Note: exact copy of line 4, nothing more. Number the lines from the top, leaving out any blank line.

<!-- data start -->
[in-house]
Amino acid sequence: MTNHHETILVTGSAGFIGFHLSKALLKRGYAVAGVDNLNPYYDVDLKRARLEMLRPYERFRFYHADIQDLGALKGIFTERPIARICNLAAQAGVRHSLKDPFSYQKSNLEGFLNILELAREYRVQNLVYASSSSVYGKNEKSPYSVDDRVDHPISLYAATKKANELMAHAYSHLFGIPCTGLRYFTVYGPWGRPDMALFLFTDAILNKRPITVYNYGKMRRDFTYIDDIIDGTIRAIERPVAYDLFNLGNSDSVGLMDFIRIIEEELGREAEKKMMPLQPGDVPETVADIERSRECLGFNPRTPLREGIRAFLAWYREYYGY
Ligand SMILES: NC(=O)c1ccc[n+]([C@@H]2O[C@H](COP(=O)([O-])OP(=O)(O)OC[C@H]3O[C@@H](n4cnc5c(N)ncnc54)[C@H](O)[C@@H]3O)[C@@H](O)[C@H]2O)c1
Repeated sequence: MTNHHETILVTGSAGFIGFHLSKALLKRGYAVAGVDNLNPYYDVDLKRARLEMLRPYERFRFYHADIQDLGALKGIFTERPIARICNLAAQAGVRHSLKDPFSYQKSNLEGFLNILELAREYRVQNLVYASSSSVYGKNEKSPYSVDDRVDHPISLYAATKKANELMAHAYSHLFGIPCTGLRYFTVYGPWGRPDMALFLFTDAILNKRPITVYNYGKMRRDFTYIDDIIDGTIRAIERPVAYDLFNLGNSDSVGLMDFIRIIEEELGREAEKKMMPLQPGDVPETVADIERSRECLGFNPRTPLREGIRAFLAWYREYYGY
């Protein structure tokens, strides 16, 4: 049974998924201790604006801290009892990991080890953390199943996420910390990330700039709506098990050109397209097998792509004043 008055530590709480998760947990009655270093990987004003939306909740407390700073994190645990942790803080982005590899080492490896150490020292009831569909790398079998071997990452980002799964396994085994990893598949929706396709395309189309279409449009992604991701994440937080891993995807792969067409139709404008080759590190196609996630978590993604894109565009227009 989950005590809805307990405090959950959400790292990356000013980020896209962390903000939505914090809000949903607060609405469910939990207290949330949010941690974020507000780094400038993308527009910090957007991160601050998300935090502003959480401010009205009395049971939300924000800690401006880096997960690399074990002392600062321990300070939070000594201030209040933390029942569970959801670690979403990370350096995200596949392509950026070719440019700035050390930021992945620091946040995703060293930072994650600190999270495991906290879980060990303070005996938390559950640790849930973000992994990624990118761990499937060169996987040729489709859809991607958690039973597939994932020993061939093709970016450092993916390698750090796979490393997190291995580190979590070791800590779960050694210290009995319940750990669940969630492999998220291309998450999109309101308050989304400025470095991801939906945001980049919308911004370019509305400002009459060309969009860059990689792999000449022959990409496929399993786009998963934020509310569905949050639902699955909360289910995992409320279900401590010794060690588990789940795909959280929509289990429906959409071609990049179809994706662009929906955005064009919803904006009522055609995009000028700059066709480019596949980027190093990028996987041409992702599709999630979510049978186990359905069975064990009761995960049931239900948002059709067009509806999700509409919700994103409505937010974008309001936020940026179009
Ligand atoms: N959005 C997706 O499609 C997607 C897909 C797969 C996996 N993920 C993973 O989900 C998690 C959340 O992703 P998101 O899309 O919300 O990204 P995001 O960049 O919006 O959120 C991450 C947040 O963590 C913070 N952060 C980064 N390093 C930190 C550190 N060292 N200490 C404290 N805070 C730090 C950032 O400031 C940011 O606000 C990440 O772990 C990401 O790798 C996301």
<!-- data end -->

Repeated sequence: MTNHHETILVTGSAGFIGFHLSKALLKRGYAVAGVDNLNPYYDVDLKRARLEMLRPYERFRFYHADIQDLGALKGIFTERPIARICNLAAQAGVRHSLKDPFSYQKSNLEGFLNILELAREYRVQNLVYASSSSVYGKNEKSPYSVDDRVDHPISLYAATKKANELMAHAYSHLFGIPCTGLRYFTVYGPWGRPDMALFLFTDAILNKRPITVYNYGKMRRDFTYIDDIIDGTIRAIERPVAYDLFNLGNSDSVGLMDFIRIIEEELGREAEKKMMPLQPGDVPETVADIERSRECLGFNPRTPLREGIRAFLAWYREYYGY